3 APRIL 1920, Page 1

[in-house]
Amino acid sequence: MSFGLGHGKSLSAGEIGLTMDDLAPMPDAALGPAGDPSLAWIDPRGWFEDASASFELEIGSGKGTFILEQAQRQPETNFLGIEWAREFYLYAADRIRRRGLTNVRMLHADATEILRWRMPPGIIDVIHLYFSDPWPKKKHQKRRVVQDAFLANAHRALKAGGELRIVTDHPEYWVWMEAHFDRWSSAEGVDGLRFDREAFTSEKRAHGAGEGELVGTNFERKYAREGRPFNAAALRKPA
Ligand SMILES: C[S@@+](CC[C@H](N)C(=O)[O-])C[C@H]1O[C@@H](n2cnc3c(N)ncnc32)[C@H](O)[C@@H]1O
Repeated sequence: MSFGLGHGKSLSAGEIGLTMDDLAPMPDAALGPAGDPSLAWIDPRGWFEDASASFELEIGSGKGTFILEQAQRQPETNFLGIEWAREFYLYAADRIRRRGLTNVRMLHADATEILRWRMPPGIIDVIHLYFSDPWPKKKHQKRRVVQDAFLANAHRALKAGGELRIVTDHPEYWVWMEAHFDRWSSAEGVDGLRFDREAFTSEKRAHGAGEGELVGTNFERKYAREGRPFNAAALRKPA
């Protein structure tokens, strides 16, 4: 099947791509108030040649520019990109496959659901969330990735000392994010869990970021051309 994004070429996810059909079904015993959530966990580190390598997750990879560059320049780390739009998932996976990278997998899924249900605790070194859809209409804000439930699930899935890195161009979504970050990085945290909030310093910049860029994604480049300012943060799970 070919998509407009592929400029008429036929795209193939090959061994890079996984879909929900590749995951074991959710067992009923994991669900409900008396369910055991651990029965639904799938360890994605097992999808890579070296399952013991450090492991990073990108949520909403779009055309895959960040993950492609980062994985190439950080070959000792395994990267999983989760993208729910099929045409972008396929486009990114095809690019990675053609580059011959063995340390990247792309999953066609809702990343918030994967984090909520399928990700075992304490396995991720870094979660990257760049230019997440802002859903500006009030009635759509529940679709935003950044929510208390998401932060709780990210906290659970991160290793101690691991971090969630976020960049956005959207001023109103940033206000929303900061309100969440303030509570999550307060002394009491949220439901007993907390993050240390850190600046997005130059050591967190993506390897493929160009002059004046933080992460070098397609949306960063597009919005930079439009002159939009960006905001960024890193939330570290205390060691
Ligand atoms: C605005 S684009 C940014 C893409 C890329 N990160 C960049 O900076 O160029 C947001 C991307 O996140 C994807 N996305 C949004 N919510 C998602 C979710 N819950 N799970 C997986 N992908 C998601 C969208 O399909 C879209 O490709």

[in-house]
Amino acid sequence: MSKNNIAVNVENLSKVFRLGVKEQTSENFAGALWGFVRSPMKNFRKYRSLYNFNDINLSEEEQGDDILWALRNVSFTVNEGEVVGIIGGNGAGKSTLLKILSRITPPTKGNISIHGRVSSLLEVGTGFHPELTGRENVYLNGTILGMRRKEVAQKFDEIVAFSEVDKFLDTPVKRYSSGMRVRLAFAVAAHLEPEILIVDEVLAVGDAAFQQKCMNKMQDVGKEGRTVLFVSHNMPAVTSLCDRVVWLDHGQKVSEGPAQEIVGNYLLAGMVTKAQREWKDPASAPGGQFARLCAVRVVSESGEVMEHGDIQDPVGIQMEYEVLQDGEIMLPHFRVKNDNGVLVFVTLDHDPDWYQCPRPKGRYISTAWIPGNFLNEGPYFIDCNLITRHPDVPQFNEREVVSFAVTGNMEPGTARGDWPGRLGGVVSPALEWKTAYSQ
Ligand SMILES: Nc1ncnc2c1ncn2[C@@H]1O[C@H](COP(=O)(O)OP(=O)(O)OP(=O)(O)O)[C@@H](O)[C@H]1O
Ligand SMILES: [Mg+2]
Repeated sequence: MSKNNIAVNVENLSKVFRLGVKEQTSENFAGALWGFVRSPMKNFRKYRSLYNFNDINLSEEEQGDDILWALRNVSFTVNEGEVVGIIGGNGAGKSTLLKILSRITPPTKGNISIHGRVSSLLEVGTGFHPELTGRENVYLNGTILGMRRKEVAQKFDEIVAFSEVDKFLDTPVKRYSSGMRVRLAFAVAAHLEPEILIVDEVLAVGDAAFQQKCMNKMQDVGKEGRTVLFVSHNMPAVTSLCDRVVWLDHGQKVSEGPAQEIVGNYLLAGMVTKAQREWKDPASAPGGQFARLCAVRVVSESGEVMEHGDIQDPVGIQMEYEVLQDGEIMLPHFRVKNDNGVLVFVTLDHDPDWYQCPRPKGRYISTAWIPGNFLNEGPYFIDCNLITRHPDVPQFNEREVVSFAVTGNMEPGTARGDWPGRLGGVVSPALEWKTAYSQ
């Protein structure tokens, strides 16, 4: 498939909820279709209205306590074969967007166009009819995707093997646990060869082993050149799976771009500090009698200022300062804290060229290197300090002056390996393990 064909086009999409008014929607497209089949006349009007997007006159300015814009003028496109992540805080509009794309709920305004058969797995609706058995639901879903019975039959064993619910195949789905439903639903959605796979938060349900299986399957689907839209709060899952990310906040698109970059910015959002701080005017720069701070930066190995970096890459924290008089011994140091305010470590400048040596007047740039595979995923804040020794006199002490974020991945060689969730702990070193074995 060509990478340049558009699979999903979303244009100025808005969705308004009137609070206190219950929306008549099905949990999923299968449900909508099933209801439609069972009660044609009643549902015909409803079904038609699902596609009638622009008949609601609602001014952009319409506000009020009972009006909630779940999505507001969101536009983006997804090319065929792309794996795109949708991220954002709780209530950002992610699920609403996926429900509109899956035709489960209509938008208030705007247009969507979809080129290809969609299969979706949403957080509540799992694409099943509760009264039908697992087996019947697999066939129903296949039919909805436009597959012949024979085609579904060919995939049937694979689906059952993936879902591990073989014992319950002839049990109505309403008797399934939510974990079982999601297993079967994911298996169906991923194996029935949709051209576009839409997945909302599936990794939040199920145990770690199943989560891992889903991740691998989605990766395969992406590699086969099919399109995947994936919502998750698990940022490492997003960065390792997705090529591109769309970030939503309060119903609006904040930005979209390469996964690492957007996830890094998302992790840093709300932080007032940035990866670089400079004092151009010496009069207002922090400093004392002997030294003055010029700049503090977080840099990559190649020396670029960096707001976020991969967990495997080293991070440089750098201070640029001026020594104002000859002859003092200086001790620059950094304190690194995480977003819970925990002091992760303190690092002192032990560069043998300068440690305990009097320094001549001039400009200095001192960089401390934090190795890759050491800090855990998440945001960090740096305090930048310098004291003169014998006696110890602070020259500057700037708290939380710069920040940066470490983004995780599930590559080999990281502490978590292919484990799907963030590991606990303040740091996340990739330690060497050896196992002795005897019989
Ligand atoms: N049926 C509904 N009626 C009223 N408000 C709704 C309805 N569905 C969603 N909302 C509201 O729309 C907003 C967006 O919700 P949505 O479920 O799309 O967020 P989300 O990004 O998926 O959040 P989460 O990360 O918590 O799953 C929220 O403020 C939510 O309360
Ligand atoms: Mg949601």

IF the appointment of Sir Nevil Macready to command the troops in Ireland means that the soldiers are at last to be used adequately to reinforce the police and protect innocent lives against the appalling campaign of assassination and intimidation, it is very good news. The proper equipment for the officer in command in Ireland is a thorough knowledge of organization. As for the conditions of his work, there should be full "unity of command" over both military and police. If Sir Nevil Macready is not very quick indeed in getting to work, there will be more lives lost and a further discrediting of authority—and that means the whole power to govern in Ireland. What is required now—and we earnestly hope that Sir Nevil Macready is the man—is some one who can search out the secret places of crime, and who has not only imagination, energy, and knowledge but the right instincts. If Sir Nevil Macready takes the necessary measures, there can be no doubt that Lord French will back him up, even though neither Lord French himself nor the retiring General in command has been able to originate the right measures.